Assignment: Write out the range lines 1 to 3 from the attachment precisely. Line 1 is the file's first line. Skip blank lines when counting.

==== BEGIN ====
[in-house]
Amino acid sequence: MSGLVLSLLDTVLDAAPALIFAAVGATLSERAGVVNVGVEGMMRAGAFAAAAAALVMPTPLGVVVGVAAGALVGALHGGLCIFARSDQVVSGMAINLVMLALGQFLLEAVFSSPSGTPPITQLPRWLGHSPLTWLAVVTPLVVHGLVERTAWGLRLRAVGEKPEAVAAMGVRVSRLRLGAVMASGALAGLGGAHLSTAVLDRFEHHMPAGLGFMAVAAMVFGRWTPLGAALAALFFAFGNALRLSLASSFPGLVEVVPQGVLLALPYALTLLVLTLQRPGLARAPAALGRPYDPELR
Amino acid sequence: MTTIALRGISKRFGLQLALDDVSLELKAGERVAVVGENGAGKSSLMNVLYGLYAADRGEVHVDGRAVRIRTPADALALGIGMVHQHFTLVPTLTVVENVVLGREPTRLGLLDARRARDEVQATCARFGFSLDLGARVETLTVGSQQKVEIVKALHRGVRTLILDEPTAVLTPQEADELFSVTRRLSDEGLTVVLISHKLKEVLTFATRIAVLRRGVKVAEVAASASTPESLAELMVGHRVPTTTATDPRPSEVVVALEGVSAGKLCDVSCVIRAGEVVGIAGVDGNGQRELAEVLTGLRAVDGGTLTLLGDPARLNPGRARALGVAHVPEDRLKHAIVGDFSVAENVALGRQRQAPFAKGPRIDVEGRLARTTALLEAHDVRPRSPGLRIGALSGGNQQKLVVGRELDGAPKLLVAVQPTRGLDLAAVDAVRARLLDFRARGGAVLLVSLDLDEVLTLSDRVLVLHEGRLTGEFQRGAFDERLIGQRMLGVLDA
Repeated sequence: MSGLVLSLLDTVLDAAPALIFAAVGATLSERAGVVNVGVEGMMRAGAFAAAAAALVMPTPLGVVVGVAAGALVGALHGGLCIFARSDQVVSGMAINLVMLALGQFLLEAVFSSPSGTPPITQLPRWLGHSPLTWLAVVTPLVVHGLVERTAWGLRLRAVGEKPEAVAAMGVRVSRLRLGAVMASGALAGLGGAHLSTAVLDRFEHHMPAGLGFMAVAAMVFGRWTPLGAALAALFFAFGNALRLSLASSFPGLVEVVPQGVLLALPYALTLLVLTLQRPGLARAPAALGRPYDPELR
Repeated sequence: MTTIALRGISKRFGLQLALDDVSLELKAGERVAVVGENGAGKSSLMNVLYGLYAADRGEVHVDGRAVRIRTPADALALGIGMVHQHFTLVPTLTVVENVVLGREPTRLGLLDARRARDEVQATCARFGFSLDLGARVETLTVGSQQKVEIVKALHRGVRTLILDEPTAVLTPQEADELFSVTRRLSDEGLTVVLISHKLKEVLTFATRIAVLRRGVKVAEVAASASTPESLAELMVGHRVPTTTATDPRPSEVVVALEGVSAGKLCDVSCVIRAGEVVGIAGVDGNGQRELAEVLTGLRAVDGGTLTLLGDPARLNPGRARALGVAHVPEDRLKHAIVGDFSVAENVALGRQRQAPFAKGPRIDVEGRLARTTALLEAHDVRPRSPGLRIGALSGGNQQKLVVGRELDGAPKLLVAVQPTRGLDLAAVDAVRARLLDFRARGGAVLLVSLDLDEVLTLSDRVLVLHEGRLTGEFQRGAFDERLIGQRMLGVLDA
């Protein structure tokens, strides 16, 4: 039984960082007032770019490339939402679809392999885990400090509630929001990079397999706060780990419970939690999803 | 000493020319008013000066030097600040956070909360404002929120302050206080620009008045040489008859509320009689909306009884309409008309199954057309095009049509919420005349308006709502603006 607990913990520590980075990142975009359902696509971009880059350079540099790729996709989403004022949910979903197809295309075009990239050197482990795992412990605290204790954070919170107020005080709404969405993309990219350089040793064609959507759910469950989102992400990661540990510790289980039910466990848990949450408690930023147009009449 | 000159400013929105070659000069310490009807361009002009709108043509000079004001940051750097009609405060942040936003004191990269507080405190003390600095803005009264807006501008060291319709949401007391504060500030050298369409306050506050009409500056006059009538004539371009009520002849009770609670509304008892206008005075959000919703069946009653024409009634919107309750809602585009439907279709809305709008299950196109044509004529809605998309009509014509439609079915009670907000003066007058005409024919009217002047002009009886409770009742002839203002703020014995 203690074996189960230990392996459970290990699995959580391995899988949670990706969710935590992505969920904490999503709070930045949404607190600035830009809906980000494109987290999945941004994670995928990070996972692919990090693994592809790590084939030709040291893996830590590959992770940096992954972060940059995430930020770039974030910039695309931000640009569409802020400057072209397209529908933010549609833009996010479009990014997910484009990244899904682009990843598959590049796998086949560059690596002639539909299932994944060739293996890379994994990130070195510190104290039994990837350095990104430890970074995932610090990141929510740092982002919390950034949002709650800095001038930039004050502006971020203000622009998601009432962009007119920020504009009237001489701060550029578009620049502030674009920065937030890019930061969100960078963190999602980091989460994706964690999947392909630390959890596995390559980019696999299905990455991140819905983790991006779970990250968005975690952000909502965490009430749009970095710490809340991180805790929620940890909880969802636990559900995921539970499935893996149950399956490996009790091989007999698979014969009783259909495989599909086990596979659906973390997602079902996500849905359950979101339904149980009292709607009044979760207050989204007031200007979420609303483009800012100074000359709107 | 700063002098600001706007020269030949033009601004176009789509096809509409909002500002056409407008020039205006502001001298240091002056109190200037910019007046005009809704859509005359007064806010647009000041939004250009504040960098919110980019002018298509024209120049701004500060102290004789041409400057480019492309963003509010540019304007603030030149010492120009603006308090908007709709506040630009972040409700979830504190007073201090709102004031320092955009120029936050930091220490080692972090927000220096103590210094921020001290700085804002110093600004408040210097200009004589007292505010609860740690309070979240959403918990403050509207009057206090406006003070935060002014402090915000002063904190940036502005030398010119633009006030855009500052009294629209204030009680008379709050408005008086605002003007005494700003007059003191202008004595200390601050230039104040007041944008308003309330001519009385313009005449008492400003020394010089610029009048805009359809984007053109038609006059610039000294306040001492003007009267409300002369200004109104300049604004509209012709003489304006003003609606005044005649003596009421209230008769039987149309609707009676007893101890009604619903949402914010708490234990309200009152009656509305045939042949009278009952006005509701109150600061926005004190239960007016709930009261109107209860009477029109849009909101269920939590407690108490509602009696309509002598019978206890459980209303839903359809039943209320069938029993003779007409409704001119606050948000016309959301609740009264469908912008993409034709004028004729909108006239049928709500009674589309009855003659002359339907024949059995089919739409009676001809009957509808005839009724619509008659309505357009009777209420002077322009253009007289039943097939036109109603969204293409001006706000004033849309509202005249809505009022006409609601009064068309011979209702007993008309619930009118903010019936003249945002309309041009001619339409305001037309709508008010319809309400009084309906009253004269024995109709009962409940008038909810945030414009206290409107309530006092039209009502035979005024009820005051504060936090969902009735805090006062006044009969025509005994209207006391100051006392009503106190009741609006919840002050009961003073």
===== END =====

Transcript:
[in-house]
Amino acid sequence: MSGLVLSLLDTVLDAAPALIFAAVGATLSERAGVVNVGVEGMMRAGAFAAAAAALVMPTPLGVVVGVAAGALVGALHGGLCIFARSDQVVSGMAINLVMLALGQFLLEAVFSSPSGTPPITQLPRWLGHSPLTWLAVVTPLVVHGLVERTAWGLRLRAVGEKPEAVAAMGVRVSRLRLGAVMASGALAGLGGAHLSTAVLDRFEHHMPAGLGFMAVAAMVFGRWTPLGAALAALFFAFGNALRLSLASSFPGLVEVVPQGVLLALPYALTLLVLTLQRPGLARAPAALGRPYDPELR
Amino acid sequence: MTTIALRGISKRFGLQLALDDVSLELKAGERVAVVGENGAGKSSLMNVLYGLYAADRGEVHVDGRAVRIRTPADALALGIGMVHQHFTLVPTLTVVENVVLGREPTRLGLLDARRARDEVQATCARFGFSLDLGARVETLTVGSQQKVEIVKALHRGVRTLILDEPTAVLTPQEADELFSVTRRLSDEGLTVVLISHKLKEVLTFATRIAVLRRGVKVAEVAASASTPESLAELMVGHRVPTTTATDPRPSEVVVALEGVSAGKLCDVSCVIRAGEVVGIAGVDGNGQRELAEVLTGLRAVDGGTLTLLGDPARLNPGRARALGVAHVPEDRLKHAIVGDFSVAENVALGRQRQAPFAKGPRIDVEGRLARTTALLEAHDVRPRSPGLRIGALSGGNQQKLVVGRELDGAPKLLVAVQPTRGLDLAAVDAVRARLLDFRARGGAVLLVSLDLDEVLTLSDRVLVLHEGRLTGEFQRGAFDERLIGQRMLGVLDA